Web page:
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Framing, Deliberation, and Opinions about Campaign Finance Reform

Public opinion research demonstrates that citizens’ opinions depend on elite rhetoric and interpersonal conversations. Yet we continue to have little idea about how these two forces interact with one another. In this paper, authors James N. Druckman and Kjersten R. Nelson address this issue by experimentally examining how interpersonal conversations affect (prior) elite framing effects. Focusing on opinions about campaign finance reform, the authors find that conversations among like-minded people have no effect on elite framing, but conversations that include conflicting perspectives eliminate elite framing effects.

The authors also introduce a new individual level moderator of framing effects called “need to evaluate” and the authors show that framing effects, in general, tend to be short-lived phenomena. In the end, the authors clarify when elites can and cannot use framing to influence public opinion, and how interpersonal conversations affect this process.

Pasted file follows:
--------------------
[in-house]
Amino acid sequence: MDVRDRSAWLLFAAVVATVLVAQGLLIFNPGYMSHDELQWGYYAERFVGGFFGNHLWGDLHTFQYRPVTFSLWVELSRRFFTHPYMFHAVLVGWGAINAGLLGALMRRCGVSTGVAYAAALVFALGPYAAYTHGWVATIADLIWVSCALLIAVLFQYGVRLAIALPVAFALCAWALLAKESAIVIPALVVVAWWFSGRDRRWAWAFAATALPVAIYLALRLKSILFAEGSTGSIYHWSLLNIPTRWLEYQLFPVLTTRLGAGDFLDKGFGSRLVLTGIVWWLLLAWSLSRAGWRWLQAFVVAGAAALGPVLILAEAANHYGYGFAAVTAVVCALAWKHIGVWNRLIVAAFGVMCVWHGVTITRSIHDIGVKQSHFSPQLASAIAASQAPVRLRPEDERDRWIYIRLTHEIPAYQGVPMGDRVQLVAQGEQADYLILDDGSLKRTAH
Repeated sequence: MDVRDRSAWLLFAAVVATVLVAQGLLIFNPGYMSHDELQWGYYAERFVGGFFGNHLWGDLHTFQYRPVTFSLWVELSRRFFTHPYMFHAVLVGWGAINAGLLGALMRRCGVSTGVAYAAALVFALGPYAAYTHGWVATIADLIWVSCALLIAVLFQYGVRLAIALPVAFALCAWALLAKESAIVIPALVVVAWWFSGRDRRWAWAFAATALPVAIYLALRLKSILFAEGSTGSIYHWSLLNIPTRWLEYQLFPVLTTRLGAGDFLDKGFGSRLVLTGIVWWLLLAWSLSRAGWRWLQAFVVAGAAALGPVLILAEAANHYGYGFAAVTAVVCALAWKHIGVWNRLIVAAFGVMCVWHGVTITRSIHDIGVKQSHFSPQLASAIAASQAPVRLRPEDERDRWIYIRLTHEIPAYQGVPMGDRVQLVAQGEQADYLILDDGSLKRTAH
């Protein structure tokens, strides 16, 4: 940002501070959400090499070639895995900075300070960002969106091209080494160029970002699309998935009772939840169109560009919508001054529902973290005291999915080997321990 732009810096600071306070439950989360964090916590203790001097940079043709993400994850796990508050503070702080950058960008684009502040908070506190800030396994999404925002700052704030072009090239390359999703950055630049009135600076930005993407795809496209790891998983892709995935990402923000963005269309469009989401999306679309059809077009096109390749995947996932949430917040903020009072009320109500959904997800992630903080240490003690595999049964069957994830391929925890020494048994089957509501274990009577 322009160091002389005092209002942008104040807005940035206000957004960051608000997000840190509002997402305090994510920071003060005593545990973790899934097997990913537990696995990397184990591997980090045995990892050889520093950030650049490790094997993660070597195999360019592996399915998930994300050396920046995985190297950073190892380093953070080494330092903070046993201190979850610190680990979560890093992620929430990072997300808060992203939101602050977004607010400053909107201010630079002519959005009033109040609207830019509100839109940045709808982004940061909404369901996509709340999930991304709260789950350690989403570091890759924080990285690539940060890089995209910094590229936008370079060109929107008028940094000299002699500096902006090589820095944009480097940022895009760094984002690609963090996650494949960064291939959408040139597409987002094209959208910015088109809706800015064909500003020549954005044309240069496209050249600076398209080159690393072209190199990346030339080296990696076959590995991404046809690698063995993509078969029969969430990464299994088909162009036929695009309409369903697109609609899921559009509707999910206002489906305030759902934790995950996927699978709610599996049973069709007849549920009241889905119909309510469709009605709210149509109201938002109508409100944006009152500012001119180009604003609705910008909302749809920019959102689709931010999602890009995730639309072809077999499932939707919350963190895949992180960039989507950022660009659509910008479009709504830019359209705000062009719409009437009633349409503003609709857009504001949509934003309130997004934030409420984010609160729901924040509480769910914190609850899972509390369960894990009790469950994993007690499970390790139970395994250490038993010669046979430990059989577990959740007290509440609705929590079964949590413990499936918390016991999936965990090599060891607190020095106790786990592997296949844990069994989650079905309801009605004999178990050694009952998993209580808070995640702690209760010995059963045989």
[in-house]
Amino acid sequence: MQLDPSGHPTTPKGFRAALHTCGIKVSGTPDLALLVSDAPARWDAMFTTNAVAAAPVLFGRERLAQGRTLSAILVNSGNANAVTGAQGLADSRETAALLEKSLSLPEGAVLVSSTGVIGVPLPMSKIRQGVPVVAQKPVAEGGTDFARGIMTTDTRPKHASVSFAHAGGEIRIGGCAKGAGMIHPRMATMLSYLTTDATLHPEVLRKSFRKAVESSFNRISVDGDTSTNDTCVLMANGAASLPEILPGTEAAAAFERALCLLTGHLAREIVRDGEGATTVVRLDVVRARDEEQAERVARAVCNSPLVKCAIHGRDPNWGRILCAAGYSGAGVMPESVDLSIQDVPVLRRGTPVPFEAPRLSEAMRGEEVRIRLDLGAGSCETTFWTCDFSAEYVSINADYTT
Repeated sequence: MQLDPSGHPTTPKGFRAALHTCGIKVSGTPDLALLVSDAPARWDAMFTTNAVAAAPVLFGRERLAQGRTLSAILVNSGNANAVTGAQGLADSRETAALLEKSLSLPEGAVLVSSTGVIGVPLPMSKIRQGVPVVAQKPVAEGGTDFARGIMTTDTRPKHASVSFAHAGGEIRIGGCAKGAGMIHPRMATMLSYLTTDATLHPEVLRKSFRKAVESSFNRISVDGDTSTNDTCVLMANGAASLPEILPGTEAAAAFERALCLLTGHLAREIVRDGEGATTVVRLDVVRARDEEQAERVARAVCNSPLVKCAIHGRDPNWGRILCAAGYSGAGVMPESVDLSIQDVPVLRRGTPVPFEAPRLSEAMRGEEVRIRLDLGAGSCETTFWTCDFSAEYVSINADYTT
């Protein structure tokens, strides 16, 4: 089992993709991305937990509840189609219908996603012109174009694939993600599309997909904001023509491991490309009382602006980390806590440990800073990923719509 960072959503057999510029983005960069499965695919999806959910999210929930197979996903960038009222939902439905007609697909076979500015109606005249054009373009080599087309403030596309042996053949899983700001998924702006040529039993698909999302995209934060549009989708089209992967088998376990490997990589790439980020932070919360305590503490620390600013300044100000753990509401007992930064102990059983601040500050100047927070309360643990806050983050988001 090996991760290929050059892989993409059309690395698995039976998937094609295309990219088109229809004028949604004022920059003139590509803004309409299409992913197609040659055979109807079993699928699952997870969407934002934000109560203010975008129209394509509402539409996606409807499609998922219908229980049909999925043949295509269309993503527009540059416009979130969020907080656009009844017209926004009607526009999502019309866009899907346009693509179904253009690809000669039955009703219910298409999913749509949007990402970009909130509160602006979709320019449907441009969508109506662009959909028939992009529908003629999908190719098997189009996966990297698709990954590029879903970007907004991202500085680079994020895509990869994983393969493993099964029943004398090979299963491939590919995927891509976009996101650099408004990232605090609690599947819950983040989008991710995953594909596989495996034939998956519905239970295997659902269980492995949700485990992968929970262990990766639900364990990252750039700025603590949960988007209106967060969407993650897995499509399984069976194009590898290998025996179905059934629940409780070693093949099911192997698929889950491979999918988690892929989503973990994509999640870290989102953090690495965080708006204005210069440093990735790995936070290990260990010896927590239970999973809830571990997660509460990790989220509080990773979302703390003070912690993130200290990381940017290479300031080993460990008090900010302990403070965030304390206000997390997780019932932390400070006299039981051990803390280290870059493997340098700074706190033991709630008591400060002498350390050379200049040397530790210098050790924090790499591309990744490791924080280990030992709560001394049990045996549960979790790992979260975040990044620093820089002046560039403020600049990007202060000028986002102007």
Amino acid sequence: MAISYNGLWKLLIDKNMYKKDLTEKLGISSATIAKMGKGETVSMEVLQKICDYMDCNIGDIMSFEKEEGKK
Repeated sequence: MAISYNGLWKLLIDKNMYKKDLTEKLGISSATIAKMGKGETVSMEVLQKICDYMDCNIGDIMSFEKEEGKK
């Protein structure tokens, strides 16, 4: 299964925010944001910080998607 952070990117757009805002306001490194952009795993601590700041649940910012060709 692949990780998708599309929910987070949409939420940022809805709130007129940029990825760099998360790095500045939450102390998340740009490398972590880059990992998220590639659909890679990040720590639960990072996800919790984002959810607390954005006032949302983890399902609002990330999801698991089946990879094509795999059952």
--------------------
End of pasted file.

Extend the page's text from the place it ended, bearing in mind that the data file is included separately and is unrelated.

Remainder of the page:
Also check out Druckman’s extensive curriculum vitae at http://faculty.wcas.northwestern.edu/~jnd260/cv.pdf.

Paper presented at the Political Psychology and Behavior Workshop, Center for Basic Research in the Social Sciences, Harvard University, December 5 (2002). druckman@northwestern.edu

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